Last Thursday I came home from a long day of work to a Facebook feed that jolted me awake. At that very moment, 40 minutes away from me in San Francisco, protesters were blocking a bus from deporting its passengers, shouting and tweeting "Shut down ICE!"
I frantically began texting and calling friends, desperate to find a way to get there, but after an hour I finally accepted that it was not going to work. I sat down and began tweeting while watching the live stream, settling for a decidedly less exciting virtual presence at this historic event.
I was an ally, not an actor, in this particular action. Online activism is one thing, but throwing your body in front of a bus is another.
That day made me think: is online activism the best way to communicate with the immigrant community? Is it the only way to pressure our politicians?
For one, many undocumented immigrants are not even on social media. Some people don not speak enough English to find it useful, others cannot afford the electronics needed to participate, others simply do not have the time for the enormous time-suck that is Facebook. For those who are most marginalized because of a our broken immigration system — those who perhaps need immigration reform the most — social media is probably the least effective means of making an impact.
The #ShutDownICE protests that first happened in Tucsonand San Francisco were effective because they called on a community to rally in ways they have for decades, and because they disrupted daily life and attracted the attention of our lawmakers. If you were a politician, would you pay more attention to 1000 people marching down your street or 1000 tweets attached to a hashtag?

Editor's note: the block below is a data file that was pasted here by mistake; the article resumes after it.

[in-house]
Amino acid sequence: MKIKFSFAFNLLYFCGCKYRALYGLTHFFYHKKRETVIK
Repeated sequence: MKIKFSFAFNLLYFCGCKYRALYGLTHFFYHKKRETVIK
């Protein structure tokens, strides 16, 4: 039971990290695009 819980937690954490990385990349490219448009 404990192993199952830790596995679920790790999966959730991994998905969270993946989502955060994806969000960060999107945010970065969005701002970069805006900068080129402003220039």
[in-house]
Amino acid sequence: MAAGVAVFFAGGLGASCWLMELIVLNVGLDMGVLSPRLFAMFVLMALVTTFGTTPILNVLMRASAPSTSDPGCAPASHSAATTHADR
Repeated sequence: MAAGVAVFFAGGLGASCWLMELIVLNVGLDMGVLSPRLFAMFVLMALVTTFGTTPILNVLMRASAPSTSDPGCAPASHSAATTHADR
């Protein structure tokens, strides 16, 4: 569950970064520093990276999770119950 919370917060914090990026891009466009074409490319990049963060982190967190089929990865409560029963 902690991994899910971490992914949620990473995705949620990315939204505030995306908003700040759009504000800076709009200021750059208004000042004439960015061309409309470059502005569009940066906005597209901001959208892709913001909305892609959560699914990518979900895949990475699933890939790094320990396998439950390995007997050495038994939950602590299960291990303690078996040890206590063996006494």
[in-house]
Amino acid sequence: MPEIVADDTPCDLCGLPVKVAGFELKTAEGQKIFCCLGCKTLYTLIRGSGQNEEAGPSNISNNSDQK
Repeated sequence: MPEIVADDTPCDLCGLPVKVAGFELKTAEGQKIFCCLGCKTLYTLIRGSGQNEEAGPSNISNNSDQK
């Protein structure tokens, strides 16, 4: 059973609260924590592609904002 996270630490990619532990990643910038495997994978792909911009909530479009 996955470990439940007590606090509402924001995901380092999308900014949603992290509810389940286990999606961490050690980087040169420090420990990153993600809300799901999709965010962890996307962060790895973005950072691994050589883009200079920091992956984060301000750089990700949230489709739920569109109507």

I would never want to suggest that social media is not useful, or important. I have based my career on online activism and I'm not about to give up on it. Social media is certainly a wonderful tool for promoting conversation, but we have to translate those conversations into action. Offline activism often involves greater personal risks and can send stronger messages than live tweeting an event.
The activists who sat in front of that bus last Thursday risked arrest in order to make a statement about immigration reform. The protesters who were undocumented risked deportation and being torn away from their home and loved ones. Some protesters were browner, or poorer, or queerer than others, meaning that their interactions with police might be more dangerous, more humiliating, and altogether more difficult.
Not all the participants in this protests chose to place themselves in front of the bus, either. Some stood on the sidelines, waved signs, or sang chants. Each of us chooses our level of comfort when it comes to civil disobedience and it's important to honor that.
But that day I was sitting behind a computer screen. And knowing my own privilege, as a light-skinned, documented, unaccented, educated, and economically privileged Latina, it felt like a waste.
Because I could have been there, risking less to make the same statement.
At its most effective, social media amplifies on-the-ground activism to reach an exponentially broader audience, and hopefully the ears of our politicians and people in power.
But conversations have to take place offline as well, and online activism must be converted into personal actions. If we want fair immigration reform, let's look to those who are putting their faces on a cause, and join them.
And let's tweet it, Instagram it, or Facebook it, so that more people can, in turn, get up and meet us there.